The Benefits of Being Bored

Daytime television has taken on a new important significance. Previously, I had thought that it was just a cheap form of keeping an audience softened up for advertisements. But after a new hypothesis, put forward by van Tilburg and Igou from U of Limerick (1), it is clearly playing a much more valuable role in society.

Boredom is a good thing for society as a whole and for you and me in particular.  Nasty, antisocial behavior, such as hostility or aggression, have long been but down to the participants being bored and seeking excitement. Perhaps someone will determine that those guys have an antisocial gene because the reaction to boredom is very different with other people.

When most of us feel bored, we apparently look for more meaningful activities. These may not be the most pleasant activities, but they are both meaningful and prosocial. The report points to activities such as donating blood and working for a charity as being a common cure for boredom. So the next time that we are feeling bored and miserable, we can take heart that it can just be the precursor to our rushing out to do some good works for our fellow citizens.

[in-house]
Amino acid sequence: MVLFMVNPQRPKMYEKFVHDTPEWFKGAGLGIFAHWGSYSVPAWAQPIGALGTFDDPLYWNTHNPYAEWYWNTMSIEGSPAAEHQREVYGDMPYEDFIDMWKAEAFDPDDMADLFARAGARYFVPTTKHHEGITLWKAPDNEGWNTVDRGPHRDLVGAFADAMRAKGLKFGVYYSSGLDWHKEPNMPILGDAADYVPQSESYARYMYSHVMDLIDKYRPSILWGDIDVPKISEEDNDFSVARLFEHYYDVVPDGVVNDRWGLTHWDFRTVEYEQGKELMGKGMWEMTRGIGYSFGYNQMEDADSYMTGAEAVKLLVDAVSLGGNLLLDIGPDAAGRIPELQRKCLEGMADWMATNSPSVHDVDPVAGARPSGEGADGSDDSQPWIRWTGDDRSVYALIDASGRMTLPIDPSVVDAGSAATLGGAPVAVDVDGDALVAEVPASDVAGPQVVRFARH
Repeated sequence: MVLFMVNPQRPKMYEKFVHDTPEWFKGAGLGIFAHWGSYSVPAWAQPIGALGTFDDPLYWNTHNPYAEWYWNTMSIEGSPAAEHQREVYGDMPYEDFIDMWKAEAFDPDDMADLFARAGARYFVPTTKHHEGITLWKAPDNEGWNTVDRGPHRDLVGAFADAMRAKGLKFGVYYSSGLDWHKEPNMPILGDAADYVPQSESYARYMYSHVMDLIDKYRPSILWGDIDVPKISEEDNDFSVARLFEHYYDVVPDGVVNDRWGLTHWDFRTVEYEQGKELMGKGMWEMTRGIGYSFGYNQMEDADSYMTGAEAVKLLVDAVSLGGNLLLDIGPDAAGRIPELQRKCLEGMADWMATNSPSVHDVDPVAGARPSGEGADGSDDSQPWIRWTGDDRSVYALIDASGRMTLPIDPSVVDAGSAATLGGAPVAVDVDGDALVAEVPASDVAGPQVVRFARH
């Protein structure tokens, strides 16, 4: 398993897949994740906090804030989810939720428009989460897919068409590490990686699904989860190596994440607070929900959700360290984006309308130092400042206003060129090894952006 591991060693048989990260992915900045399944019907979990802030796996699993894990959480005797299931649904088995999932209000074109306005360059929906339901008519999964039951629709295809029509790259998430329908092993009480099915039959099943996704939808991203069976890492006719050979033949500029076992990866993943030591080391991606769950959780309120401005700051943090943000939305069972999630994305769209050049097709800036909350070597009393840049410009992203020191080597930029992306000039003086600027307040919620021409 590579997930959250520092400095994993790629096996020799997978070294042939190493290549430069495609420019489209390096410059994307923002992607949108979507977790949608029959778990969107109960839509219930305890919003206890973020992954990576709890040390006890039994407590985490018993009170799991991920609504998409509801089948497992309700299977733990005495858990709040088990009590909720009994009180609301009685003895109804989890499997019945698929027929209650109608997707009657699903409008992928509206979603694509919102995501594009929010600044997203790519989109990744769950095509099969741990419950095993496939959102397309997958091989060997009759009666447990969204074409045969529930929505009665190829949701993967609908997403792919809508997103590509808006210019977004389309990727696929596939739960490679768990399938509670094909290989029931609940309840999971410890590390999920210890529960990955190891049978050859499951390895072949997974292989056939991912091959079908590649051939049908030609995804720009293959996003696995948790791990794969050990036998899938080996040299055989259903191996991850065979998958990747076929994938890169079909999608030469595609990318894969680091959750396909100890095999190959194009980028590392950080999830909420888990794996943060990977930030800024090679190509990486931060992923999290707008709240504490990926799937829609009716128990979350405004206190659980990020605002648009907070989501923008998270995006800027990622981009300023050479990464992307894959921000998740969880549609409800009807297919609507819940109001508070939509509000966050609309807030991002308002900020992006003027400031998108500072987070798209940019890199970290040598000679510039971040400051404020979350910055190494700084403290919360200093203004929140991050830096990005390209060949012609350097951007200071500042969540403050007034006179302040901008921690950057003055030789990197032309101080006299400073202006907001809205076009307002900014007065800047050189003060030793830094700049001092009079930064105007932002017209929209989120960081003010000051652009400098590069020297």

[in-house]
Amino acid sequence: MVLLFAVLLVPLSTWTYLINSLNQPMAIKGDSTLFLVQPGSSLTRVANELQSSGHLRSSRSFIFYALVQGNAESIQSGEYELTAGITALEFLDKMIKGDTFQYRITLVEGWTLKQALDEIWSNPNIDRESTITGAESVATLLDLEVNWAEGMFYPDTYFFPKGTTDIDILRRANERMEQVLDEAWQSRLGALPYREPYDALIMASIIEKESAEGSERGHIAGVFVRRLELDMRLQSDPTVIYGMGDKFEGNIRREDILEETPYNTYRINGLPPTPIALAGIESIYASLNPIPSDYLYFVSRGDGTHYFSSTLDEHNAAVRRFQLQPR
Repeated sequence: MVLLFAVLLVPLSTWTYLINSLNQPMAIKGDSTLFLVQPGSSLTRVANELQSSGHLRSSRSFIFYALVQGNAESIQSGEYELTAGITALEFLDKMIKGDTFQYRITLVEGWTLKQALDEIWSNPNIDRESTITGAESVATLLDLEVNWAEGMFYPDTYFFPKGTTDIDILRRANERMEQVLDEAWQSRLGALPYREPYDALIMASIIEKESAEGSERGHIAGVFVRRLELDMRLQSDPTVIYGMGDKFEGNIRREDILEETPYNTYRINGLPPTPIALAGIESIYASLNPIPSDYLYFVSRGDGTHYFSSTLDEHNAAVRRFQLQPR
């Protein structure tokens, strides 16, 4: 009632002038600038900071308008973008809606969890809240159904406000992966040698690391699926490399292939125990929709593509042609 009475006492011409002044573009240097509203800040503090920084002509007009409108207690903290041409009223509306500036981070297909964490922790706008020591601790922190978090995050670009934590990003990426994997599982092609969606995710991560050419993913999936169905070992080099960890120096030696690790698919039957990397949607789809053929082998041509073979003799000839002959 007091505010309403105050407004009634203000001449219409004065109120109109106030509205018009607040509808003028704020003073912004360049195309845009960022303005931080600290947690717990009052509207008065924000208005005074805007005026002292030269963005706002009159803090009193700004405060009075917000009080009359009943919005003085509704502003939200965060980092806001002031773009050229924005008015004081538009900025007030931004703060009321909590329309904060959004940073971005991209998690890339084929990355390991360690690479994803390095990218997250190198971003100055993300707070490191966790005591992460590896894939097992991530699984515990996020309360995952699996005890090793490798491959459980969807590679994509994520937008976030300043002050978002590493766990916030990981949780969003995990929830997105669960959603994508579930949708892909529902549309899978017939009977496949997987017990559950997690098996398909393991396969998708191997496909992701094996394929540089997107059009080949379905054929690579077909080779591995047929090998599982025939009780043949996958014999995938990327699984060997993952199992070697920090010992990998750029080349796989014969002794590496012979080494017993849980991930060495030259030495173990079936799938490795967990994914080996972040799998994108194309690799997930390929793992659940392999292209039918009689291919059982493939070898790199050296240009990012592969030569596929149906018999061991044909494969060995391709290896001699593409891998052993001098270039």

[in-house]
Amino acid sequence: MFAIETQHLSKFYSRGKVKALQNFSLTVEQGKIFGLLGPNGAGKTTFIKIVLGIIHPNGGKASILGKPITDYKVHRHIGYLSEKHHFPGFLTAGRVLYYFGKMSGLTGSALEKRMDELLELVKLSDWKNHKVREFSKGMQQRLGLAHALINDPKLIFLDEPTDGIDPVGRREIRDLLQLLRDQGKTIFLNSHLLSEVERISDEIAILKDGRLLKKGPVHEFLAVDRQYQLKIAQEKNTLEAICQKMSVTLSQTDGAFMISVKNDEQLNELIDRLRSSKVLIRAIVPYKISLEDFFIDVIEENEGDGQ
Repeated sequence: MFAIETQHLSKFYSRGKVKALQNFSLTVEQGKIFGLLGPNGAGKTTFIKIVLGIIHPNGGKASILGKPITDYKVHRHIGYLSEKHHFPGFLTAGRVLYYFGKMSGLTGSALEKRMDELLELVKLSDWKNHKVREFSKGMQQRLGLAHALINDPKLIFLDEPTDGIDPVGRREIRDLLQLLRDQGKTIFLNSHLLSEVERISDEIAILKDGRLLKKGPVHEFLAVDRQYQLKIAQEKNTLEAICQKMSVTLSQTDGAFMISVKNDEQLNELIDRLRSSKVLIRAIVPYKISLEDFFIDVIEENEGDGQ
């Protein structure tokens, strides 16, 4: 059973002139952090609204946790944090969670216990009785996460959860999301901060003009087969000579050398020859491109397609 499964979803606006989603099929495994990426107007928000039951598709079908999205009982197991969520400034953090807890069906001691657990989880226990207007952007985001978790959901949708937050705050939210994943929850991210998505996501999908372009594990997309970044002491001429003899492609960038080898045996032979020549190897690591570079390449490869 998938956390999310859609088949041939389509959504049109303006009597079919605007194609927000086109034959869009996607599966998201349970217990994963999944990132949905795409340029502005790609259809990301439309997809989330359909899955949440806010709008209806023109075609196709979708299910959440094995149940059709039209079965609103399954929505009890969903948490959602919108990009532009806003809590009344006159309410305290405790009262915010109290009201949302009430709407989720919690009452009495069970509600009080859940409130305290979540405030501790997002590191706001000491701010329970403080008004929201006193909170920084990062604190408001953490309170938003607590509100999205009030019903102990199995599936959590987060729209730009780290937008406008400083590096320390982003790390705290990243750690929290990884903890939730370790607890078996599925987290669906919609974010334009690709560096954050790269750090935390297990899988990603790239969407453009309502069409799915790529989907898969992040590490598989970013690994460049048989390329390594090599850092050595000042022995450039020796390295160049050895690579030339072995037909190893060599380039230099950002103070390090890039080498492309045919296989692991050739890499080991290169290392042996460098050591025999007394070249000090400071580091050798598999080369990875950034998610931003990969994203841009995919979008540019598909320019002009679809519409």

Long boring harangues by our politicos, or at our religious gatherings, may be much more effective than I’d realized at producing good works from the audience. I can picture parents all over the country, after reading this new study, looking at their kids who are whining, “But I’m bored,” no longer saying, “Go read a book,” but saying “Go donate a pint of blood.” I just hope the kids won’t get bored too often, though.


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